The Trump administration is considering making it harder for foreigners living in the United States to get permanent residency if they or their American-born children use public benefits such as food assistance, in a move that could sharply restrict legal immigration.
The Department of Homeland Security has drafted rules seen by Reuters that would allow immigration officers to scrutinize a potential immigrant's use of certain taxpayer-funded public benefits to determine if they could become a public burden.
For example, U.S. officials could look at whether the applicant has enrolled a child in government pre-school programs or received subsidies for utility bills or health insurance premiums.
The draft rules are a sharp departure from current guidelines, which have been in place since 1999 and specifically bar authorities from considering such non-cash benefits in deciding a person's eligibility to immigrate to the United States or stay in the country.
"Non-citizens who receive public benefits are not self-sufficient and are relying on the U.S. government and state and local entities for resources instead of their families, sponsors or private organizations," the document states. "An alien's receipt of public benefits comes at taxpayer expense and availability of public benefits may provide an incentive for aliens to immigrate to the United States."
Receiving such benefits could weigh against an applicant, even if they were for an immigrant's U.S. citizen children, according to the document.
"The administration is committed to enforcing existing immigration law, which is clearly intended to protect the American taxpayer," said Tyler Houlton, a DHS spokesman. "Any potential changes to the rule would be in keeping with the letter and spirit of the law – as well as the reasonable expectations of the American people for the government to be good stewards of taxpayer funds."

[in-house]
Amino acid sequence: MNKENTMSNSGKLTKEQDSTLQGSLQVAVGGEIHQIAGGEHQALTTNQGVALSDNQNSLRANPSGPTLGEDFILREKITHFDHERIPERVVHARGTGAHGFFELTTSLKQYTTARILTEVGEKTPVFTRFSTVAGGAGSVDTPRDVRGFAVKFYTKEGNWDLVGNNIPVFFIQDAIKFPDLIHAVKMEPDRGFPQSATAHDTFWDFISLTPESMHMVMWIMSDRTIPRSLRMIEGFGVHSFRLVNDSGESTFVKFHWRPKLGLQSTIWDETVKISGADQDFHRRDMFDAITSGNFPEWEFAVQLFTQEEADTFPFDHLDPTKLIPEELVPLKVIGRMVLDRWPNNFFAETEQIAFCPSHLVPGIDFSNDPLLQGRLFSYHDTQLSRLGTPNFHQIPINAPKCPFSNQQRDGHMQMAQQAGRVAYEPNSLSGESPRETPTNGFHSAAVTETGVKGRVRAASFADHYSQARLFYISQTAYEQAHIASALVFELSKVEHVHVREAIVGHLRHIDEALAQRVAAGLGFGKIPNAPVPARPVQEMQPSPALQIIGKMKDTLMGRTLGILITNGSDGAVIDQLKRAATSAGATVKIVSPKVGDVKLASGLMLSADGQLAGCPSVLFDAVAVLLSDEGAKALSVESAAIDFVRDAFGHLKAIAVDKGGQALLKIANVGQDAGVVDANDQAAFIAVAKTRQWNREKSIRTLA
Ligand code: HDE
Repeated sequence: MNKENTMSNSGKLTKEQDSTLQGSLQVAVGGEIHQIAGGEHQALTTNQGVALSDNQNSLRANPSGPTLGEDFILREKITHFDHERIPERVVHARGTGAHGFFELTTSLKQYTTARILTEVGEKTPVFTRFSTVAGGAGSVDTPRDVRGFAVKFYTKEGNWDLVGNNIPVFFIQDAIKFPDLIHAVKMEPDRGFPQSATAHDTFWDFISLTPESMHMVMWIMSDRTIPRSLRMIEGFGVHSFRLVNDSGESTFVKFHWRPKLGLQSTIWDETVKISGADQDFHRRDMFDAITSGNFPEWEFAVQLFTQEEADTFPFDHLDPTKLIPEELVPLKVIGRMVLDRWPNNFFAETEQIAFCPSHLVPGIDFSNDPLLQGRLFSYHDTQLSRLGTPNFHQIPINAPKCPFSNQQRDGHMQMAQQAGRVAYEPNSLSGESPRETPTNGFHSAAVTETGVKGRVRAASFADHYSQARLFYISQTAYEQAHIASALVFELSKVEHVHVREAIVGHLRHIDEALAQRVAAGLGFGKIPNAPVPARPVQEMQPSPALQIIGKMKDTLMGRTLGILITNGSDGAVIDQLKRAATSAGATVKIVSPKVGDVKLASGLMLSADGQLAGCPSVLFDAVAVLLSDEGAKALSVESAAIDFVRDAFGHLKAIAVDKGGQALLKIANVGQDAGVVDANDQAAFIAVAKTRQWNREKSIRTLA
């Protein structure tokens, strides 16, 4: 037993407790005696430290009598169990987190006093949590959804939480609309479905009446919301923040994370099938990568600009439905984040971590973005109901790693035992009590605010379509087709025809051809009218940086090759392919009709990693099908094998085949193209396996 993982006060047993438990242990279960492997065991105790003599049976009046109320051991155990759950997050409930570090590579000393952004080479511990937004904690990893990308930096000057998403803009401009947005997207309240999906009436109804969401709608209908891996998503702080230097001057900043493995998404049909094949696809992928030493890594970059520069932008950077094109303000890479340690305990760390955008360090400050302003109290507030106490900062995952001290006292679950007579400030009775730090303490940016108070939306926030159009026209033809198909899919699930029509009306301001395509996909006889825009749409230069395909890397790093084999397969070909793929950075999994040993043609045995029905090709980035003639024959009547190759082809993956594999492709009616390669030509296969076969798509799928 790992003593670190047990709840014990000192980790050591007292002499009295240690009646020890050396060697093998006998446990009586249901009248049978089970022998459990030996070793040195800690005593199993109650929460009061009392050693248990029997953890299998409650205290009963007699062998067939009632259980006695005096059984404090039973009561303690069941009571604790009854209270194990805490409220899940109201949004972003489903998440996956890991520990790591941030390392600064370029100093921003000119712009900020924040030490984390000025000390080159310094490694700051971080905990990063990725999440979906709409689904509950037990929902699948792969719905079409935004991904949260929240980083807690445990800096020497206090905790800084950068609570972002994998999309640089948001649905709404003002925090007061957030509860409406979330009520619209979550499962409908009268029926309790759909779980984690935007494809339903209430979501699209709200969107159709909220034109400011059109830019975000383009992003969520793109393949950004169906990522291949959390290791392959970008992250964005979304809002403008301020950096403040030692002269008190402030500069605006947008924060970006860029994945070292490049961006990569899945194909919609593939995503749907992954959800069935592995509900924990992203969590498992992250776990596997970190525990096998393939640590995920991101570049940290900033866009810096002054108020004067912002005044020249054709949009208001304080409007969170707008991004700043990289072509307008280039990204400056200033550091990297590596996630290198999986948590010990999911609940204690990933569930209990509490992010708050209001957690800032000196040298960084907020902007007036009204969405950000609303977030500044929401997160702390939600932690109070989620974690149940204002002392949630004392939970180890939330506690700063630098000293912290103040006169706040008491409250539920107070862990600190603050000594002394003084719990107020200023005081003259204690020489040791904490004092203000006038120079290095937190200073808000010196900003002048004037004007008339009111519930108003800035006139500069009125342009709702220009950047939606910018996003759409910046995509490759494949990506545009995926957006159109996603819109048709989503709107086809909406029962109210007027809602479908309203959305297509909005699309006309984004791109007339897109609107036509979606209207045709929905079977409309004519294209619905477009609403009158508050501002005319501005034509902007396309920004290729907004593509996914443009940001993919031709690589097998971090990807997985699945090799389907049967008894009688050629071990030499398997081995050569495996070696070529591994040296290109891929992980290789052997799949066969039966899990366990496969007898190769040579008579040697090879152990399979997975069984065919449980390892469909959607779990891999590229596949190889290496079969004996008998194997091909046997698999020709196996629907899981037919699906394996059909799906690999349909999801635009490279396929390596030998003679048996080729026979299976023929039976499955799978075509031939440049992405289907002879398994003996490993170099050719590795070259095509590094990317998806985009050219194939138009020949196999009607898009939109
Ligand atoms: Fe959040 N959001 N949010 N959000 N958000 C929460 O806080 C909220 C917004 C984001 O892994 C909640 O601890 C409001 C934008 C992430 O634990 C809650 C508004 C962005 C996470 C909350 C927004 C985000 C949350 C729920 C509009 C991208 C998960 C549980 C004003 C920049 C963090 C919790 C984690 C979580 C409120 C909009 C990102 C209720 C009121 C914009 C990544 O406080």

In 2016, nearly 383,000 people who would be subject to the new standards obtained permanent residence while already in the United States, according to DHS statistics. The rules would not apply to permanent residents applying for citizenship, but would apply to a wide range of people living or working in the United States, including close family members of U.S. citizens and workers employed by U.S. companies.
In addition, nearly 620,000 other immigrants living abroad obtained U.S. permanent residence through the State Department in 2016. If DHS publishes a new rule, the State Department will decide then whether to change its guidance, said Ashley Garrigus, a spokeswoman for the Bureau of Consular Affairs.
U.S. immigration law has long required officials to exclude a person likely to become a "public charge" from permanent residence. But current U.S. guidelines, in place since 1999, narrowly define "public charge" to be a person "primarily dependent on the government for subsistence," either through direct cash assistance or government-funded long-term care.
Current guidance instructs immigration officers to look at a narrow range of public benefits in trying to determine whether someone is likely to become a burden, specifically directing officers not to consider most non-cash benefits, such as government food assistance programs or preschool programs.